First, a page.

The manufacturer has to scramble and figure out what art they have that might appeal to the retailer.  They might have something on hand or they might call the artists they have worked with.  The amazing opportunity is explained, but the manufacturer needs to see any art by Monday, so they have time to review their options, make choices and mock up designs to get to the salesperson.

So guess what the artist has to do on Friday or over the weekend if they want a shot at this deal?  Voila!  An Art Licensing 911 event is born.

AS:  You have said that “More is More”. What does that mean?

TR: Art licensing is a numbers game.  The more art you have to be considered, the better your chances of getting licensing deals and earning a decent income from your royalties.  Artists who can create and adapt art quickly have a better chance of success than those who work very slowly and detest being rushed or held to deadlines.

AS:  Artists working on licensing deals create “design collections” for products. How does this work?

TR: In the art licensing industry, manufacturers expect to see ‘collections’ or sets of art that go together.  Artists who paint completed images use four coordinating pictures as the building blocks of a collection.  For example, four different but coordinating snowman paintings would make up a winter or holiday collection.  The artist could make it more easily applied to products if they created some coordinating borders and repeat patterns to go with the designs.

An alternate way of creating art collections is to start with individual icons as the building blocks.  The icons can then be combined to create scenes (similar to the four painted images above), borders and repeat patterns.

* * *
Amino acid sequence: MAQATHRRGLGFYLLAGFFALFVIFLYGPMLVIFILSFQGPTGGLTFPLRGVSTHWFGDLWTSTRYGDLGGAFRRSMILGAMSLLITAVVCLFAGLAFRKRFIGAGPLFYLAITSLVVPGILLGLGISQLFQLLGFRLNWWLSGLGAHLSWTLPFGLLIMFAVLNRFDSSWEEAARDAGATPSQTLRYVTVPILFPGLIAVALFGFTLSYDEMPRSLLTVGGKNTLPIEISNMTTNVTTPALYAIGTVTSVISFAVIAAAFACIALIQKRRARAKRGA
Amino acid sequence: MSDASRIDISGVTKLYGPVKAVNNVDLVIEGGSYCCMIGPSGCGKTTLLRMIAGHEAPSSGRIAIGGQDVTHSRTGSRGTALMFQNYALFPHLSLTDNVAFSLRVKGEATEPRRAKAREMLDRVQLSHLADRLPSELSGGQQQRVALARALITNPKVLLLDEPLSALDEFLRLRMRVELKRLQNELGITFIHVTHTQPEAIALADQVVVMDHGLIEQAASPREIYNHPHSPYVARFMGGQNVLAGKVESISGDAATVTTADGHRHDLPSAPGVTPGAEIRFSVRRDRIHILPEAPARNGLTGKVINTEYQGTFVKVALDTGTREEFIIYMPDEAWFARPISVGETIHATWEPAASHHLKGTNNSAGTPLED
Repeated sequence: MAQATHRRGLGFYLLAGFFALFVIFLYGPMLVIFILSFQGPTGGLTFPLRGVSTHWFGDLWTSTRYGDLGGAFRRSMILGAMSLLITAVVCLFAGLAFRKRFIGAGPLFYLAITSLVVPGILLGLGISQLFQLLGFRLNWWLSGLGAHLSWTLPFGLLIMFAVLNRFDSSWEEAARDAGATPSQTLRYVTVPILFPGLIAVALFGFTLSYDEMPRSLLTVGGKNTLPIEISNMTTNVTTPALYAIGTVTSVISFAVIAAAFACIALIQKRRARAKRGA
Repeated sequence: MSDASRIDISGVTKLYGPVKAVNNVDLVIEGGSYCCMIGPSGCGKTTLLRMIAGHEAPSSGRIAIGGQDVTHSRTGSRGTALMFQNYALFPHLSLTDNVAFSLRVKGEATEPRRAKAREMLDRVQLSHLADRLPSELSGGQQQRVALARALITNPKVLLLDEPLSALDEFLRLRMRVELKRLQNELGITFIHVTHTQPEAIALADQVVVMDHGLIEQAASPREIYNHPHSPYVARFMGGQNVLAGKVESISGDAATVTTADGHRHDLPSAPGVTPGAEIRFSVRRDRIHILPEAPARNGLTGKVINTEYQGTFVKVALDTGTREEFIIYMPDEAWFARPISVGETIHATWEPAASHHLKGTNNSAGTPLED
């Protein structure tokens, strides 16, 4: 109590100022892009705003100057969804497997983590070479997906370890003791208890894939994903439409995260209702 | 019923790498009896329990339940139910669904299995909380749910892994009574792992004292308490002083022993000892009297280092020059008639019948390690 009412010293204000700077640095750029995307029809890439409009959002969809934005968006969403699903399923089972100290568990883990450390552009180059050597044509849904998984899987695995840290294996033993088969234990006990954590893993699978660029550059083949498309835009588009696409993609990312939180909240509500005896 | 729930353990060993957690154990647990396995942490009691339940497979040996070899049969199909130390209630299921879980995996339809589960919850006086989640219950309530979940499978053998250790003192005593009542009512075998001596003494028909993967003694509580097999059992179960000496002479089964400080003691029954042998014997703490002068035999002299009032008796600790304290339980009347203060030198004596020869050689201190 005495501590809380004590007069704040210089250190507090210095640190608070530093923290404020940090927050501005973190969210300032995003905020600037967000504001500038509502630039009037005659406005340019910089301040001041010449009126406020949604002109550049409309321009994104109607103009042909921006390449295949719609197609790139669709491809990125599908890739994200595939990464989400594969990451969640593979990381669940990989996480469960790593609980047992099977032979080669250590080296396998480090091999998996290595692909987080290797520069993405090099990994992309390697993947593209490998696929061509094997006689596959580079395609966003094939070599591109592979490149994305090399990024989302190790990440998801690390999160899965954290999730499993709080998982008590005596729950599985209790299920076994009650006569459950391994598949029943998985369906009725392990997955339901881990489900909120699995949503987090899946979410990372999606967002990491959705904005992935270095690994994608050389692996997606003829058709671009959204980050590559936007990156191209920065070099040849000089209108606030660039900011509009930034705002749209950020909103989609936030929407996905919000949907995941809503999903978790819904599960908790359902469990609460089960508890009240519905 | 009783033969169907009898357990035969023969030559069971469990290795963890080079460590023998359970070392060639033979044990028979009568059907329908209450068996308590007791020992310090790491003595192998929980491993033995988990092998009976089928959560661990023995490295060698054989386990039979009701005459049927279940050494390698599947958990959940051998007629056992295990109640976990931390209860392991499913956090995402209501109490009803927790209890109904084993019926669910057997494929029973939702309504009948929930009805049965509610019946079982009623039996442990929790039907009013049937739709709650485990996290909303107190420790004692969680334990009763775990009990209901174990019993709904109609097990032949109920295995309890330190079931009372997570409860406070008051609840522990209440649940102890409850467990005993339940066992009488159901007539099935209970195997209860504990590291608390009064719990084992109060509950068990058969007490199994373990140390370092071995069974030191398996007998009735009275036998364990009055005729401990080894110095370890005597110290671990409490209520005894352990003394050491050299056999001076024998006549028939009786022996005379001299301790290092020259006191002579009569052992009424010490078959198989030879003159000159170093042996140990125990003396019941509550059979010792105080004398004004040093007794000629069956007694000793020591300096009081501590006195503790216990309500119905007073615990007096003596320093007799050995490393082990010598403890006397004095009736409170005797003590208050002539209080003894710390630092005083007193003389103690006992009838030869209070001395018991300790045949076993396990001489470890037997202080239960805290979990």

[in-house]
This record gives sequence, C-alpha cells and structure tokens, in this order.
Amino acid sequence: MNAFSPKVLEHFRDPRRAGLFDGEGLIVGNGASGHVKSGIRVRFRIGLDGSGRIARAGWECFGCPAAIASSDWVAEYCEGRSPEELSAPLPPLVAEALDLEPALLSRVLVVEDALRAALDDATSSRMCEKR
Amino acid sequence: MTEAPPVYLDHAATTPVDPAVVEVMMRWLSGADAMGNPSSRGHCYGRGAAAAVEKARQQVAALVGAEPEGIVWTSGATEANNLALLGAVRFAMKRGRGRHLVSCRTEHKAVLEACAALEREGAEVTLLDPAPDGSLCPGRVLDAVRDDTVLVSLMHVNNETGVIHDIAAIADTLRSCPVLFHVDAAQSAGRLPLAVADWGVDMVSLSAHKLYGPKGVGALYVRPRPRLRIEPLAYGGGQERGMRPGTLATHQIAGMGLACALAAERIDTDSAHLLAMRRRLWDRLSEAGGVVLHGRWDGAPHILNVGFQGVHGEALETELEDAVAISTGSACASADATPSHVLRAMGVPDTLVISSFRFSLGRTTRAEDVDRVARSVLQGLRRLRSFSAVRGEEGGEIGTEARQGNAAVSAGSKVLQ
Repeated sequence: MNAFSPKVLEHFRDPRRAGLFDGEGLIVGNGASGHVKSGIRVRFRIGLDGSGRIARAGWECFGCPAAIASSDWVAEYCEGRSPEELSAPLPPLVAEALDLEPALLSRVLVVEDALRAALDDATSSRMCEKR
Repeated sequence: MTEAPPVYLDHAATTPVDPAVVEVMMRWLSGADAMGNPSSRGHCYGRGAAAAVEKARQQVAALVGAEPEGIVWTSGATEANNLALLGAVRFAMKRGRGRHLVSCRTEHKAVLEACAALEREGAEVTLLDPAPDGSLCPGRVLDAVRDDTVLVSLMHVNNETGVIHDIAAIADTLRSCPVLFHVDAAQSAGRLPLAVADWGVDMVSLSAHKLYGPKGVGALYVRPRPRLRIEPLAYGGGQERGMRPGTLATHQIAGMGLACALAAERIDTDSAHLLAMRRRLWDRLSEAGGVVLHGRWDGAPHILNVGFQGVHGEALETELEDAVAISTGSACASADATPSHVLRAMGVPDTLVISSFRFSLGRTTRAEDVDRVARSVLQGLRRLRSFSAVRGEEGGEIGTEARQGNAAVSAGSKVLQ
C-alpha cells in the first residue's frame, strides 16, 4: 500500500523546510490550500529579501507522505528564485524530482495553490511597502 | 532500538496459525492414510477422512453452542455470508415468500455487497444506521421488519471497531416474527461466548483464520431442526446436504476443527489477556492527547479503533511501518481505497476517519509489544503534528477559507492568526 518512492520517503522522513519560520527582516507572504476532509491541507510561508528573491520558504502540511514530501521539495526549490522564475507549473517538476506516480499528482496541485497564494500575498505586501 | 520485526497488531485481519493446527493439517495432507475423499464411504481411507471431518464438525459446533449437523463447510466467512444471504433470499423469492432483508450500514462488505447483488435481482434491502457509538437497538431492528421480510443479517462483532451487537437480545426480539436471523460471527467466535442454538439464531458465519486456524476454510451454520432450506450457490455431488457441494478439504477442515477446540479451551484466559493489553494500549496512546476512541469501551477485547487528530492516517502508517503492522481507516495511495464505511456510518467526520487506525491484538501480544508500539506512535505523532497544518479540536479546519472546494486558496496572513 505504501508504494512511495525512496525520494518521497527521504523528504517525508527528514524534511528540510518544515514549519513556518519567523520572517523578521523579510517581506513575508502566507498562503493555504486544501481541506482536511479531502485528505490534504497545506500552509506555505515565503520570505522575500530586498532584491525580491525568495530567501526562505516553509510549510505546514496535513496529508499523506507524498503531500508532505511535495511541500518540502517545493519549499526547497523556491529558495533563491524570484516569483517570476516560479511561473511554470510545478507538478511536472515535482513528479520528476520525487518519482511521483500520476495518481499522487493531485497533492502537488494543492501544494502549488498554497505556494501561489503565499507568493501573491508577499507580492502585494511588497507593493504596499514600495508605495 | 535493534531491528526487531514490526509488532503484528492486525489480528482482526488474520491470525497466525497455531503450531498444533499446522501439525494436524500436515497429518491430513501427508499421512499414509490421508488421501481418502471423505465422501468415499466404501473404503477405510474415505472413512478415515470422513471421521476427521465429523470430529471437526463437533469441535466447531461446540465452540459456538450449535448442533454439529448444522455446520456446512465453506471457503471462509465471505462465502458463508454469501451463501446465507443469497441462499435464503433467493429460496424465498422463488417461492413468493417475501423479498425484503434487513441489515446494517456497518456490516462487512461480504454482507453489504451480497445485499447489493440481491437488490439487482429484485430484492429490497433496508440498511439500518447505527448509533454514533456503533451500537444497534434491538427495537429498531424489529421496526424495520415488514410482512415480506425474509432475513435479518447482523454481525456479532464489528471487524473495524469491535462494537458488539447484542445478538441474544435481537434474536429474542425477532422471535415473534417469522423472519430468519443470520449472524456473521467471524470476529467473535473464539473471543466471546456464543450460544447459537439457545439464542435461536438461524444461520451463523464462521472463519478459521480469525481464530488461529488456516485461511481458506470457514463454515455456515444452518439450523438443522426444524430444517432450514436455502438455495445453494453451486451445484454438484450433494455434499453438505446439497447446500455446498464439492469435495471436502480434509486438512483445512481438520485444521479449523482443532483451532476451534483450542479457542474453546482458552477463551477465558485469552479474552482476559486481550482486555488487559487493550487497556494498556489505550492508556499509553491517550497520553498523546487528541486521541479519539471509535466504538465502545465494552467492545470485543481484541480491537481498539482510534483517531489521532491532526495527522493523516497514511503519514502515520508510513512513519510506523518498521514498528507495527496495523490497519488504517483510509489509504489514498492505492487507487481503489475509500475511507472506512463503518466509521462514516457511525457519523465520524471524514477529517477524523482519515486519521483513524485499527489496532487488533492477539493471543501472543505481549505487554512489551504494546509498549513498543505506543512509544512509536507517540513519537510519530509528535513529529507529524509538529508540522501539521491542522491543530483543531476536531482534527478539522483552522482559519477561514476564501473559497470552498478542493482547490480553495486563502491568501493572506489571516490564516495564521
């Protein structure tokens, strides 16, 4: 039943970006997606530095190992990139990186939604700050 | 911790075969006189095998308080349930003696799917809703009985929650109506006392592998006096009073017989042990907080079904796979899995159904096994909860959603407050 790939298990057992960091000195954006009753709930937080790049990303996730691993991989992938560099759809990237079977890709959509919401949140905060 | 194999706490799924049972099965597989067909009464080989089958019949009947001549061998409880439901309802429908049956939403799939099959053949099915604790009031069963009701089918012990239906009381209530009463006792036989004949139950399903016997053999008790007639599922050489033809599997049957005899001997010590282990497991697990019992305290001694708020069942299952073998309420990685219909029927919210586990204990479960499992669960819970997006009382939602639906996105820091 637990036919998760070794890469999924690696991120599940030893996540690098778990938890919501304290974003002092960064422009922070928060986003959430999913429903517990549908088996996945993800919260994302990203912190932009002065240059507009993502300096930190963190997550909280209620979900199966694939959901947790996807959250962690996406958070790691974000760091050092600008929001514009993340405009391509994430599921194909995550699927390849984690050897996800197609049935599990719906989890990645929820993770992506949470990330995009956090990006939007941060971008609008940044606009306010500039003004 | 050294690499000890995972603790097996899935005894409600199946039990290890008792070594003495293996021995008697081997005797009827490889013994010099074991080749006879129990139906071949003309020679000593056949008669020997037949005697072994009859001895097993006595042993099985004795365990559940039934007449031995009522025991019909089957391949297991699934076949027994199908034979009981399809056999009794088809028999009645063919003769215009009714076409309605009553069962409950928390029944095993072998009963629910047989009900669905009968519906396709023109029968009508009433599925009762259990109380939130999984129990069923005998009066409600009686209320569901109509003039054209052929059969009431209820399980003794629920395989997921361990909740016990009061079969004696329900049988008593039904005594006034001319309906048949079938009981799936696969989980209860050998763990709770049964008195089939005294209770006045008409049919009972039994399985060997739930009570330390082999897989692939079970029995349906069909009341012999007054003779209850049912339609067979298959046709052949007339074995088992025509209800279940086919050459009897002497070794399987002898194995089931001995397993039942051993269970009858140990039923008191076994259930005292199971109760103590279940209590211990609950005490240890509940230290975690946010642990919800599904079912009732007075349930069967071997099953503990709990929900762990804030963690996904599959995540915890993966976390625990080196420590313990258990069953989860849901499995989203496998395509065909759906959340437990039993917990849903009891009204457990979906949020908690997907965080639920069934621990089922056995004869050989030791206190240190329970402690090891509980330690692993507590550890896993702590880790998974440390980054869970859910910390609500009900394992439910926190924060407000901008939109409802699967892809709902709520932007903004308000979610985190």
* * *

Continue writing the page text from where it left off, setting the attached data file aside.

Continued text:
Creating collections means thinking about the bits and pieces a manufacturer would need to create a product. Take a gift bag for example.  It might have a repeat pattern and a repeat border around the top.  If it has a tag, that might have a coordinating scene or icon.  When manufacturers see that you understand and can provide what they need, you are more likely to get an art licensing deal.

Art licensing is only one of many ways to earn a living with art and won’t be for everyone.  It has been a great fit for me ­– I love the challenges that come with it and the joy of “visiting” my art on products in stores.

 

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Comments

  1. Tara, well said. You are so good explaining these things. Artists new to licensing have such a hard time understanding how it all works. You have done a lot to help unlock these mysteries!

  2. Maria Brophy also has an article on her blog about licensing – check it out at http://bit.ly/bQ9xQD

  3. Great tip about creating collections. Presenting a professional image that shows you know what an industry is about and how to function within it has got to be integral to getting a client or contract.

    • That’s very true, Catherine. There’s nothing worse than looking like an amateur when you want to get contracts. Tara is such a pro and very helpful to aspiring licensors!